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SVALBARD SUMMER SAIL WITH TOP GUIDE View Full Screen Itinerary

3-WEEKS COMPREHENSIVE SUMMER SAILING AROUND SVALBARD / SPITSBERGEN WITH TOP NORWEGIAN POLAR GUIDE (SPECIALISING IN SVALBARD EXPLORATION), CHANCE TO SEE POLAR BEARS, WALRUS, WHALE-WATCHING, ARCTIC FOX, SVALBARD REINDEER AND TENS OF THOUSANDS OF MIGRATORY SEA-BIRDS, GLACIER HIKES, WILD-SWIMS, HIKING, KAYAKING, FOSSIL HUNTING, SITES OF HISTORIC IMPORTANCES INCLUDING FAMOUS TRAPPERS HUTS, TOTALLY ABANDONNED SOVIET SETTLEMENTS AND WORLD WAR 2 WRECKAGE. 

Set high in the Arctic Ocean, the remote Svalbard archipelago extends between 74 and 81° north, about halfway between Tromso in Norway and the North Pole. It is the northernmost place in Europe, and is the farthest north you can travel by scheduled flight. 

Spitsbergen which is the largest of the islands within the archipelago, offers Arctic experiences on the edge of the inhabitable world. So untouched by man, there are no roads beyond Longyearbyen, Spitsbergen's capital. Here, you really are on the border of civilization. Outside the city the vast wilderness is waiting for you.

The archipelago features an Arctic climate, although with significantly higher temperatures than other areas at the same latitude. The flora take advantage of the long period of midnight sun to compensate for the polar night. Svalbard is a breeding ground for many seabirds, and also features polar bears, reindeer, the Arctic fox, and certain marine mammals. 

Seven national parks and twenty-three nature reserves cover two-thirds of the archipelago, protecting the largely untouched, yet fragile, natural environment. Approximately 60% of the archipelago is covered with glaciers, and the islands feature many mountains and fjords. Svalbard truly is, wilderness in it's most raw form.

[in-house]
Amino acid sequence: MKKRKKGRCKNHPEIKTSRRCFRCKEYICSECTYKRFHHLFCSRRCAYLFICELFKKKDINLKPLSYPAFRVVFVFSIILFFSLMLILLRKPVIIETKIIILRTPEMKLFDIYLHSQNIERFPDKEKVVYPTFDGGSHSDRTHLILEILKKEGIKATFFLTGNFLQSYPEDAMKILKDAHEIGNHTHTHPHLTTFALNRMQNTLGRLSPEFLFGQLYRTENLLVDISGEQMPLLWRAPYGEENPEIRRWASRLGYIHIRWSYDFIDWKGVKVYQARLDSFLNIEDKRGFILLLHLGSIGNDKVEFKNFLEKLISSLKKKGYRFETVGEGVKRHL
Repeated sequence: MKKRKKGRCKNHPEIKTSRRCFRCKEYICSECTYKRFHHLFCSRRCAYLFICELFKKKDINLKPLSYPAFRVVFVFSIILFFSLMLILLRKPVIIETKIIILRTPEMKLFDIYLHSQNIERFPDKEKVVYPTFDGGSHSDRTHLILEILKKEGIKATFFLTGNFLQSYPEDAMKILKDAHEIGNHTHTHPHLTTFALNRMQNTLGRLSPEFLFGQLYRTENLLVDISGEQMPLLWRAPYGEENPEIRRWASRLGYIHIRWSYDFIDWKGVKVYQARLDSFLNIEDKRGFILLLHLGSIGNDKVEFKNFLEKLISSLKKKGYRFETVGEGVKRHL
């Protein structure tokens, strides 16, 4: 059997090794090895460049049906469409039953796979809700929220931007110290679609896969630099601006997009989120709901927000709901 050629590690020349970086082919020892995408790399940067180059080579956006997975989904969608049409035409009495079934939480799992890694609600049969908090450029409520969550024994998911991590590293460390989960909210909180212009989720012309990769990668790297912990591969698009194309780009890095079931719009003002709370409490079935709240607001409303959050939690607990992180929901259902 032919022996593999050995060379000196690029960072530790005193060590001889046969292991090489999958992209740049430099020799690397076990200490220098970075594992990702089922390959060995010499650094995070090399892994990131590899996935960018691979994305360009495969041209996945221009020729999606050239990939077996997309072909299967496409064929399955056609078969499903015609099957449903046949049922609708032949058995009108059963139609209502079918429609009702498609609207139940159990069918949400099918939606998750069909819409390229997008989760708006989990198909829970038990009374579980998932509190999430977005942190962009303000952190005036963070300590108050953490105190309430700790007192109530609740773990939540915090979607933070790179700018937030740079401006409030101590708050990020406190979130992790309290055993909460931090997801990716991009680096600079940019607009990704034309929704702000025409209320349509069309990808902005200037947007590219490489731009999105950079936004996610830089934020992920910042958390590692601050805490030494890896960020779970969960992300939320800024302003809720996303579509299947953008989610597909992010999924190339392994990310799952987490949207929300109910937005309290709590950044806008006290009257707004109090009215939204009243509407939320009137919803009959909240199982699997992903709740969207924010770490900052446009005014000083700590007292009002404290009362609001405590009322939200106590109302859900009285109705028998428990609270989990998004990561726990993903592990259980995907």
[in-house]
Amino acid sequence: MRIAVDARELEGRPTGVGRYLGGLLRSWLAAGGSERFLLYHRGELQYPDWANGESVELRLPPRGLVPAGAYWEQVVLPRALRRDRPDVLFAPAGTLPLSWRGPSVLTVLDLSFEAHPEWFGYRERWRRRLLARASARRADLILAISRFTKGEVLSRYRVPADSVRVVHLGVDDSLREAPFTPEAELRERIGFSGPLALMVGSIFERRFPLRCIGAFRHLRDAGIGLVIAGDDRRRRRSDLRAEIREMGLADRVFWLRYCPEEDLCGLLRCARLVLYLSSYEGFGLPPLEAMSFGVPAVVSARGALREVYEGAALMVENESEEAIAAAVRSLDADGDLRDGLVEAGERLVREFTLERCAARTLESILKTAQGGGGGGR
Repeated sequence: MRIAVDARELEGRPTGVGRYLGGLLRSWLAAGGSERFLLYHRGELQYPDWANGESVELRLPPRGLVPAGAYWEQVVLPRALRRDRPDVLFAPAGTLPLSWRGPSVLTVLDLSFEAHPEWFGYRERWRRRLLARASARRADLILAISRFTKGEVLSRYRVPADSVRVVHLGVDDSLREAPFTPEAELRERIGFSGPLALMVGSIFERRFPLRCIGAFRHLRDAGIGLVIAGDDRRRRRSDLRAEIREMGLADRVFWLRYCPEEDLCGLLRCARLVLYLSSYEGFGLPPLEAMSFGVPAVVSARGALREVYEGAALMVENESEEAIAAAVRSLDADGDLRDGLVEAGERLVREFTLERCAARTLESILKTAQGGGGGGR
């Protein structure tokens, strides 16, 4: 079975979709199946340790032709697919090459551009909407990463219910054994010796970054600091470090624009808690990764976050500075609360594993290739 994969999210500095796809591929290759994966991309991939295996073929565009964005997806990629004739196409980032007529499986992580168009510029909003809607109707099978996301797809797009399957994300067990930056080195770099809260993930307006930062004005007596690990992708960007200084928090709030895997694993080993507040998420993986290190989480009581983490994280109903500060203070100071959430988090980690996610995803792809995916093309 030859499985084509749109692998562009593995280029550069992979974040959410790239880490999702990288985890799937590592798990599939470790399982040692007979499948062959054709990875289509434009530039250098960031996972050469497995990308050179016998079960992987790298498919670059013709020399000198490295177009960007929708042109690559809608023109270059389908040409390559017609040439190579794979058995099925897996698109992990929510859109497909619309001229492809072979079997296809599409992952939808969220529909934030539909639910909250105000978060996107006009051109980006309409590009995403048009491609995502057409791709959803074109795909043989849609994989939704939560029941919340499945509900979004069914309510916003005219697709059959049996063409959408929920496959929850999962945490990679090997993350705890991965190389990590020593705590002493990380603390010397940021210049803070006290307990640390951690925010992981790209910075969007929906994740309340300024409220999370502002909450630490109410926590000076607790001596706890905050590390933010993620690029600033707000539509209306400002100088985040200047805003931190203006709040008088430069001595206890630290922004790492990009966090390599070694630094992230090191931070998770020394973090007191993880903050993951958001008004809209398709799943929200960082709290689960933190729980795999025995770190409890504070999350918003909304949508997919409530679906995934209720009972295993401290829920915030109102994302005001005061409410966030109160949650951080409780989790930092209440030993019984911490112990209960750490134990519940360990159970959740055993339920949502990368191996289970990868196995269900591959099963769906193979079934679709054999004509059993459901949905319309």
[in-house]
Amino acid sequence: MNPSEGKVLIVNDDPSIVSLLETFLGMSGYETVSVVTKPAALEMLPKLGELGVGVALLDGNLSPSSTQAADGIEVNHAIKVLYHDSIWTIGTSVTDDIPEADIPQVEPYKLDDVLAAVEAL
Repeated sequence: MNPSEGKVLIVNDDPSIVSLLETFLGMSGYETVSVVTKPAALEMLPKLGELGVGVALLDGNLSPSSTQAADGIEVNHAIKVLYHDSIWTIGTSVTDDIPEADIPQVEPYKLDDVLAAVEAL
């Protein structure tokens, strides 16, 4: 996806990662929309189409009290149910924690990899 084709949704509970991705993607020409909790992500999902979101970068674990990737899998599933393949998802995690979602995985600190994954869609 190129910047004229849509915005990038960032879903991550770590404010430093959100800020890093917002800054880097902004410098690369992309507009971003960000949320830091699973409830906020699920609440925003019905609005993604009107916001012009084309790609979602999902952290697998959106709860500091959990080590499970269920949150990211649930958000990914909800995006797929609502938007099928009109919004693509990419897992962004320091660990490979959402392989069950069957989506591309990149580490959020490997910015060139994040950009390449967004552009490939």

Day 1 - 21

Day 1 - 21: 3 weeks

Glacier hiking

The archipelago of Svalbard is to a large extent covered by ice, in fact 60% of the land areas are covered by glaciers. In the summer, the winter snows melt, but the glaciers remain all year around. Travelling through the arctic by sailboat provides the perfect way...

Glacier hiking

The archipelago of Svalbard is to a large extent covered by ice, in fact 60% of the land areas are covered by glaciers. In the summer, the winter snows melt, but the glaciers remain all year around. Travelling through the arctic by sailboat provides the perfect way of seeing some of these magnificent glaciers up close. The glaciers can provide a fun playground, we can rappel down crevasses, climb in the ice or simply just go for a hike on it with amazing views. By sailing for 2-3 weeks around Svalbard we will have the best opportunity to not only hike on one or two glaciers, but the chance to actually learn the do's and dont's of glacier travel. This will enable us to explore more remote places on the glaciers and have much more fun! 

Kayaking

If the sea is calm, kayaking in Svalbard under the midnight sun is a wonderful and tranquil experience. It allows us to get closer to the surroundings and the wildlife, such as puffins, seals and whales. Polar bears and walrus are animals we prefer not to meet while we are in the kayaks, however with a good understanding of the environment and locations we are travelling through, it is unlikely we will decide to kayak if there is a chance of seeing these awe-inspiring animals. Kayaks can be brought along for the entire sailing itienrary to give us the possibility kayak wherever we want.